Blume added, “We have organized the software architectures and their timelines for our vehicle projects. We have drawn further specific conclusions on the basis of our thorough analyses, and are now advancing the in-depth development of Cariad. We would like to thank Dirk Hilgenberg and his team for their passionate commitment and the progress they have achieved. We are already in talks with them about possible new roles within the Volkswagen Group.” Hilgenberg was the CEO of Cariad until he was tossed overboard by the company this week.

Volkswagen’s electric vehicles have been plagued with software glitches, gremlins, and goblins from the beginning, but things got much worse when the heads of Porsche and Audi were told slowdowns at Cariad meant their newest electric cars, such as the battery electric Porsche Macan and Audi Q6, could be delayed for years because the software stack Cariad is supposed to deliver isn’t ready and won’t be anytime soon.

To make matters worse, Cariad lost $2 billion in 2022, according to Automotive News Europe. The planned launch of company-wide structural car software, initially designed to enable the fourth and five levels of autonomous driving from 2026, has been postponed by two years, says a report by Reuters.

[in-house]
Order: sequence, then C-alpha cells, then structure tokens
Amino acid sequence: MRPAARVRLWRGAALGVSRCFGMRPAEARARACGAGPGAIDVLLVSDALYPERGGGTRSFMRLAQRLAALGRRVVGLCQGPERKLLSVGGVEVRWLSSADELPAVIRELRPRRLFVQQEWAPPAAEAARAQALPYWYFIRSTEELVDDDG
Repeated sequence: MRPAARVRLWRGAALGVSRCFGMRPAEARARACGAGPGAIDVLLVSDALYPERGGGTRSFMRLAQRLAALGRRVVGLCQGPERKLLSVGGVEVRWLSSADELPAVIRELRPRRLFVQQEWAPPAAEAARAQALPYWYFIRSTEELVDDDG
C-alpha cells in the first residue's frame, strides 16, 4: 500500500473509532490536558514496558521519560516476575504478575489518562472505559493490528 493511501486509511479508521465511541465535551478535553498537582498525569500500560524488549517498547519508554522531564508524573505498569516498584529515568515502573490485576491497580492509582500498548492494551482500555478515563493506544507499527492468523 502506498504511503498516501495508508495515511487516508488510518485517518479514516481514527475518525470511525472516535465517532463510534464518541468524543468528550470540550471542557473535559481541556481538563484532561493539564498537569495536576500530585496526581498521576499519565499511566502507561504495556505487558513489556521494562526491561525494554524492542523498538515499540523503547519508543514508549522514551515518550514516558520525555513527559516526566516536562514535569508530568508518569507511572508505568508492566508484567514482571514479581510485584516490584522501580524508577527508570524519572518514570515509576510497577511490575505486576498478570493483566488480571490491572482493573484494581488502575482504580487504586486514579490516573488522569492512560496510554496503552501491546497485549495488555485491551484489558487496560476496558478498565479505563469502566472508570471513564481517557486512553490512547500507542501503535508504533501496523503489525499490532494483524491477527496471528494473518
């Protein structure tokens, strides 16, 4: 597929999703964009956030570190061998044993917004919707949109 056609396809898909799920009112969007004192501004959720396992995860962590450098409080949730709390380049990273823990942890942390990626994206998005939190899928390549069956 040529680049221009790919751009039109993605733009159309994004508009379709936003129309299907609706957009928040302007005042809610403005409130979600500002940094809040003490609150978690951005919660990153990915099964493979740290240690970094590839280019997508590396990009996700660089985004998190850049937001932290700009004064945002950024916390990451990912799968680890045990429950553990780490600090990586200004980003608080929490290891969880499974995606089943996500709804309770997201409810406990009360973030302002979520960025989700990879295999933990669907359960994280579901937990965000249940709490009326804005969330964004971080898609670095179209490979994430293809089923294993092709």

Enter Mobileye


Volkswagen pulled out of its partnership with Argo AI last October. At the time, it said its commercial vehicles unit would seek a new partnership. According to Reuters, that new partnership will be with Mobileye. The Volkswagen ID Buzz is built by the commercial vehicles division of Volkswagen Group.

Longtime readers may recall that Volkswagen claimed it would begin testing an autonomous ID Buzz in 2021. That hasn’t happened, which is one reason Dirk Hilgenberg and his team have been tossed out of the C suite at Cariad. The new target date is 2025.

Tesla fans can relate to how such targets get extended. It’s easy to say, if a person like Elon Musk can make rockets fly backwards, how hard can it be to make cars and trucks that drive themselves? The answer is that those rockets don’t have to dodge a myriad of other rockets along with untold numbers of pedestrians, bicyclists, skateboarders, and household pets on their way back to Earth.